The Power of Tension Blogfest

OK, Cally.  You’ve talked me into it 🙂

My friend Cally over at Cally Jackson Writes, has convinced me to enter the Power of Tension Blogfest that she and my friend Rachel over at Rachel Morgan Writes are running this week.  It ends in about 10 minutes, so talk about squeaking in under the wire… there’s a bit of tension right there!

I explained to Cally that moments of tension in picture books tend to be about 7 words long and not at quite the level of the novel entrants in this blogfest.  Her response was something akin to, “Pshaw!  Balderdash!” and she encouraged me to break out part of a NIP (that’s my acronym for Novel In Progress because why refer to it as a WIP like everyone else when I’m just that daring-to-be-different?)

So here it is.  (Cally also promised no one would throw spit balls or laugh – and I WILL hear you!)

Oren and Beck, 2 12-year-old boys, are running from the evil King Feridon and his army.  They don’t know why he’s after them, but they know if he catches them they will, in all likelihood, be killed.  Racing through Dreadwood, they become separated.  Beck, with 50 soldiers behind him, struggles desperately to stay ahead of the war horses on his small farm pony….

Hating to ask for even more, Beck drove his heels into Cedric’s sides, urging him on again.  The generous pony tried courageously but he had little left to give.  His hooves pounded on relentlessly, but his chestnut coat was soaked with sweat and his breath came in great rhythmic gusts.  His ears lay back against his head, not pinned tightly as in anger, but as if he hadn’t the energy left to prick them forward.  In spite of his greathearted effort, as the ground before them rose again he began to slow.
The change in pace was almost imperceptible at first, but as he battled the continued incline it became more noticeable, and Coulter and his swift bay gained inexorably on the laboring pony.
Beck looked back.  The bay was only a few horse-lengths behind.  Hating himself, Beck reached back and slapped a hand across Cedric’s flank, hoping that deep down the pony had a reserve of energy, but Cedric’s pace didn’t change.
            Beck glanced back again and the bay was so close now he could see the crescent-shaped swirl of white hair on its forehead and the pink lining of its flaring nostrils.  But the proximity of the bay horse, who was tiring, too, was not nearly so frightening to Beck as the grim expression of the man who rode him.  That man, a total stranger who could not possibly have had anything personal against Beck, wore a mask of determination that made Beck shudder, as if his entire life depended on capturing a boy and a chestnut pony.

So there you have it…  I was limited to 300 words (there are 260 here.)  Did I manage any tension, or …  Hey!  Wake up!

I forgot to add no falling asleep to no throwing spitballs or laughing!

Check out the other entrants here!

28 thoughts on “The Power of Tension Blogfest

  1. Summer Ross says:

    I enjoyed this and feel really sorry for the pony! I think there is some good tension in here the pony not being able to gain speed and tiring, the guy behind him gaining fast and then the idea of getting caught by that guy and what it would mean.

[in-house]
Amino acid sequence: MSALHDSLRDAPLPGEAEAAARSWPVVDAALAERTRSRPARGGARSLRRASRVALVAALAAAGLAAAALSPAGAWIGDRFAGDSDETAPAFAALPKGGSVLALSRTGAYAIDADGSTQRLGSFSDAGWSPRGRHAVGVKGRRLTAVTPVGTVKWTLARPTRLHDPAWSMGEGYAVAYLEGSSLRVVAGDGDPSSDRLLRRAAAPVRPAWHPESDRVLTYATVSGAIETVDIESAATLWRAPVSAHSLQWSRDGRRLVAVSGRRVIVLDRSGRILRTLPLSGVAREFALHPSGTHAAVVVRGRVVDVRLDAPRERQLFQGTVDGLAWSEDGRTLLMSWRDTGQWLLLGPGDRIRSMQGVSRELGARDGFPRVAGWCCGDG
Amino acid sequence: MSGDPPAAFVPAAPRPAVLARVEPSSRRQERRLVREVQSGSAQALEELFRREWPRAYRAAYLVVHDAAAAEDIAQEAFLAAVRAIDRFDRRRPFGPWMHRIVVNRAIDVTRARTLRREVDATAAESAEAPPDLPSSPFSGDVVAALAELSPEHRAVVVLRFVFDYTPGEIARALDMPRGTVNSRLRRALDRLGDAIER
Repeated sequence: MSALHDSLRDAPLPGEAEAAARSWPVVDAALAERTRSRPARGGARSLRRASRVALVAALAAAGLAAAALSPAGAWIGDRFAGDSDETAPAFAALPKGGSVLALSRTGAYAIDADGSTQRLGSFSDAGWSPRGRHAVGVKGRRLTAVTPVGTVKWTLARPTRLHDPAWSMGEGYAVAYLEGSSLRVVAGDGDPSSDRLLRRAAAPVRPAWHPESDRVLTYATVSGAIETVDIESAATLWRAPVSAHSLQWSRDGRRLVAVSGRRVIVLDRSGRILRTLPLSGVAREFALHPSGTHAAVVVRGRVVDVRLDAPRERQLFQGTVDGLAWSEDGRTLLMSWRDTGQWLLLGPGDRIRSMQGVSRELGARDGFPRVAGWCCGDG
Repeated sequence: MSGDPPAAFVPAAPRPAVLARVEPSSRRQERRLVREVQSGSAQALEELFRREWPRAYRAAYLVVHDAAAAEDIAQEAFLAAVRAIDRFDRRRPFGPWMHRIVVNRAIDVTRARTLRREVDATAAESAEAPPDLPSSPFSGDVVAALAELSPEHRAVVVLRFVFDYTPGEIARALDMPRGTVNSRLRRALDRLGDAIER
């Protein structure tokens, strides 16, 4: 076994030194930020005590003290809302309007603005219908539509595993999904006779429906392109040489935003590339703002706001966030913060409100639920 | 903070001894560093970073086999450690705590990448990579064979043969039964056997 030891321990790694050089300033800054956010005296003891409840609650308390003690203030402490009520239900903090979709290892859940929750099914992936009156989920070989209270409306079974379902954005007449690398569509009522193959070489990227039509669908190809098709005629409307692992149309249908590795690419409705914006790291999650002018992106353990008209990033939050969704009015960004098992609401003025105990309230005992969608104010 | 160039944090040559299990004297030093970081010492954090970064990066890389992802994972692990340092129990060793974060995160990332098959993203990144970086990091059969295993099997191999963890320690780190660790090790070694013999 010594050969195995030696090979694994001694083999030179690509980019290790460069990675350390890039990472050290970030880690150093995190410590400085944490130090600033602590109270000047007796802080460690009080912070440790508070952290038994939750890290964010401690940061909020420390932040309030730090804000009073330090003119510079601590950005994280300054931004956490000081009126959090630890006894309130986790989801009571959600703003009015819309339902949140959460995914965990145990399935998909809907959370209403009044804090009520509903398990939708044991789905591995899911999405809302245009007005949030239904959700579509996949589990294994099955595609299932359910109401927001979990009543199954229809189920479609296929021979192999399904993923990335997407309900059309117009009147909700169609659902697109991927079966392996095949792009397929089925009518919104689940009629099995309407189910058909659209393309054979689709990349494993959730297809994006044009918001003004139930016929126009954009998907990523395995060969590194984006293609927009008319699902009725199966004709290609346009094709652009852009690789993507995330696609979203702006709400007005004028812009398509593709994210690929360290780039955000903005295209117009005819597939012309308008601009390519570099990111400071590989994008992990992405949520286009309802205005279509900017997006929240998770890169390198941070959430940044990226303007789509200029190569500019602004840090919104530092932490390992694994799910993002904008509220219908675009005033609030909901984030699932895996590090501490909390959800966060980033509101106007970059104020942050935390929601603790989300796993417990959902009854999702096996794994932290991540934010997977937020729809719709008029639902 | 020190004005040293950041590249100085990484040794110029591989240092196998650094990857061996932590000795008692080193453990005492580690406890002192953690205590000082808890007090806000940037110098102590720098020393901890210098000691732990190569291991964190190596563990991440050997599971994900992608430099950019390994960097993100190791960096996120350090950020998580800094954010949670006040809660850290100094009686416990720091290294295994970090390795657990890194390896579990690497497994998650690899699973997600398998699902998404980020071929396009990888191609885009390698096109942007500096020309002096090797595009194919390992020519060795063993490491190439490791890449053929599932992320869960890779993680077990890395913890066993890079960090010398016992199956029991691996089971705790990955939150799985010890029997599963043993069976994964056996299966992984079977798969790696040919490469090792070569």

2. Cally Jackson says:

    See, what you were worried about? Everybody loves it – including me! I feel so sorry for that horse but understand Beck's inner turmoil. Hope they don't get caught! Great job, Susanna. 🙂

  3. Susanna Leonard Hill says:

    Susan, Vicki, Kittie, Amy – thanks so much!
    Kittie – I don't know where my list went! I've had a few problems with blogger the past week or so, but this is a new one. Please check back – hopefully it will reappear!

  4. Julie Hedlund says:

    Animal scenes always ramp up the tension for me because I worry about them so much – more than the humans usually – lol! I hope you'll post more of the story so we can see how it ends up. 🙂

  5. Stephanie M says:

    Poor Beck and Cedric, but great tension. I have an awful feeling there will be a scene in this novel similar to the saddest scene in Neverending Story. That would break my heart.

    The only thing I was a little confused about was that Beck knew the name of the man riding the bay but then that man was stranger. Of course, I realize he could still know the name of a stranger, so that's probably more about not having read the beginning of the novel.

  6. Crystal says:

    I'm awake, promise!!! The poor pony… And I feel bad for Beck because I know he didn't want to push the horse so hard. I'm already strongly disliking the guy chasing them. Well done!!

  7. The Thumber says:

    Great stuff. I can feel myself wanting to urge them on as the man and the horse gain ground. I especially liked this line: “…the bay was so close now he could see the crescent-shaped swirl of white hair on its forehead and the pink lining of its flaring nostrils.” Superb visual!

  8. Susanna Leonard Hill says:

    Ellie – thanks, I'm glad you liked it!
    Julie – I'm totally the same about animals!
    Regina – thanks!
    Stephanie – don't worry, Cedric is OK – he's a tough pony 🙂
    Rachel – thanks for hosting 🙂
    Crystal – thanks!
    Stickynotes – oh good! glad you were on edge!
    Libby – he's an interesting guy, actually….
    Thumber – thanks!

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